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GU: Female Pelvis/Endocrine

E3156. Twenty Cases in Which Ultrasound Imaging Trumped CT

Frometa Y,  Imanzadeh A,  Spektor M,  Revzin M. Yale School of Medicine, New Haven, United States

Address correspondence to Y. Frometa (yarisma.i.frometa@gmail.com)

Background Information: Ultrasound (US) imaging is a low-cost imaging tool that is useful for the diagnosis of a wide variety of pathology. In many circumstances CT has been recognized as a superior imaging modality when compared to US, but for many diseases US has also demonstrated its clear superiority to CT. We aim to demonstrate 20 particular cases in which the use of US proved invaluable to the diagnostic workup and added to the findings on CT imaging in order to fully characterize a disease and establish a diagnosis. Some examples include the identification of abnormal calcifications, determining the etiology of fluid collections, and the characterization of abdominal and pelvic solid masses.

Educational Goals/Teaching Points: The purpose of this case-based format exhibit is to familiarize the radiologist with different abdominopelvic pathologies in which a diagnosis was made based on ultrasound findings rather than CT. This will increase the radiologist’s awareness of various pathologies that can be better diagnosed with ultrasound, which in turn will decrease patient radiation exposure and healthcare costs. Different pathologies will be presented in a case-based format. CT images will be shown first along with a description of the findings and possible differential diagnoses that could be entertained, followed by a description of the ultrasound findings that resulted in an accurate diagnosis or a significantly narrowed differential list. Management alternatives will also be provided (if applicable).

Key Anatomic/Physiologic Issues and Imaging Findings/Techniques: There are certain disease processes that are better assessed by US as opposed to CT imaging. For instance, the characterization and diagnosis of cystic neoplasms and different types of fluid collections can sometimes be challenging by CT imaging. When a fluid collection is identified on a CT scan, the differential diagnosis of what it may represent can be extensive, including but not limited to abscess, hematoma or seroma. Radiologists have a difficult time attempting to distinguish these entities, however with US imaging the diagnosis is often straightforward. Depending on their composition, the detection of calcifications on CT can be challenging as well. Ultrasound may be able to detect and characterize calcifications more readily, and would spare the patients from having to receive high doses of ionizing radiation. The diagnosis and characterization of pelvic and adnexal solid masses with CT imaging may on occasion be particularly challenging, which is why ultrasound is crucial in evaluation of the pelvis. We will review classic ultrasound-specific imaging findings of 20 interesting cases, emphasizing the role that US played in establishing the correct diagnosis.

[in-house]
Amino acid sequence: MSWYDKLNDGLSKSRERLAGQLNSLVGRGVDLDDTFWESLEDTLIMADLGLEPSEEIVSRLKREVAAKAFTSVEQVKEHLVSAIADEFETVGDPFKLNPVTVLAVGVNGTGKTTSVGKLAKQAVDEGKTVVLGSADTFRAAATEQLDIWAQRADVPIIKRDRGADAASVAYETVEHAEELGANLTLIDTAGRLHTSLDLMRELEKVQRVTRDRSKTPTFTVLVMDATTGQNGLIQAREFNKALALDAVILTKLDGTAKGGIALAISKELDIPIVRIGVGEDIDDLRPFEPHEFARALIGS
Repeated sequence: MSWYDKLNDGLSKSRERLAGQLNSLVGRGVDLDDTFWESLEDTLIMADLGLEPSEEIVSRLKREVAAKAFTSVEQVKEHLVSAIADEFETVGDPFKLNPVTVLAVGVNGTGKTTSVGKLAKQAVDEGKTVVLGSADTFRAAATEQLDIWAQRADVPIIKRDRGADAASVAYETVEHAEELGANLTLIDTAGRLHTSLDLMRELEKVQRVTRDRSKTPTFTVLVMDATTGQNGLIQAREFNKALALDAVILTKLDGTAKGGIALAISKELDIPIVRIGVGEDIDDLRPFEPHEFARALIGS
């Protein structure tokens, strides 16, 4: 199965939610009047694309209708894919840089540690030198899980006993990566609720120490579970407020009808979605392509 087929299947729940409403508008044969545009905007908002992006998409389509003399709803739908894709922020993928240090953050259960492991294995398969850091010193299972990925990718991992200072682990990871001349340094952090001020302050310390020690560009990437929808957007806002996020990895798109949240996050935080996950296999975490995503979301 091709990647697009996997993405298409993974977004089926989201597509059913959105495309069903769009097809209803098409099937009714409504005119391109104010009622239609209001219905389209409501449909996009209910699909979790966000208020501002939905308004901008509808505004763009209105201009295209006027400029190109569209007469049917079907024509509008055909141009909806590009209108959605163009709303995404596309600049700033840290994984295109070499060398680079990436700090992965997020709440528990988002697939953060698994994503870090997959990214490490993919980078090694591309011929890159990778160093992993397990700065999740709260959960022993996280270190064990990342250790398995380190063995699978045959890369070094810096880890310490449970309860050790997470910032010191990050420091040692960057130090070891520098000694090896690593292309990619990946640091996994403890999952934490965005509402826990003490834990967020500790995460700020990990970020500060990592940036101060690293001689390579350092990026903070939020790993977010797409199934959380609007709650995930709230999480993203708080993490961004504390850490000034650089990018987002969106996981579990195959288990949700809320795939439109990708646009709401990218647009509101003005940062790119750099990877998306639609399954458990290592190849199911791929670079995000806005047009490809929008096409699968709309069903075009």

Conclusion: Although ultrasound imaging is often perceived as a lesser tool for diagnostic purposes, there are clear instances in which it has proven invaluable in the diagnosis of certain abdominopelvic pathology. For this reason, we are determined to call attention to the value of US imaging and review examples of classic US imaging findings that will guide the radiologist toward the correct diagnosis. Furthermore, this approach will save the healthcare system a tremendous amount of money while providing patients the benefit of a radiation-free imaging technique.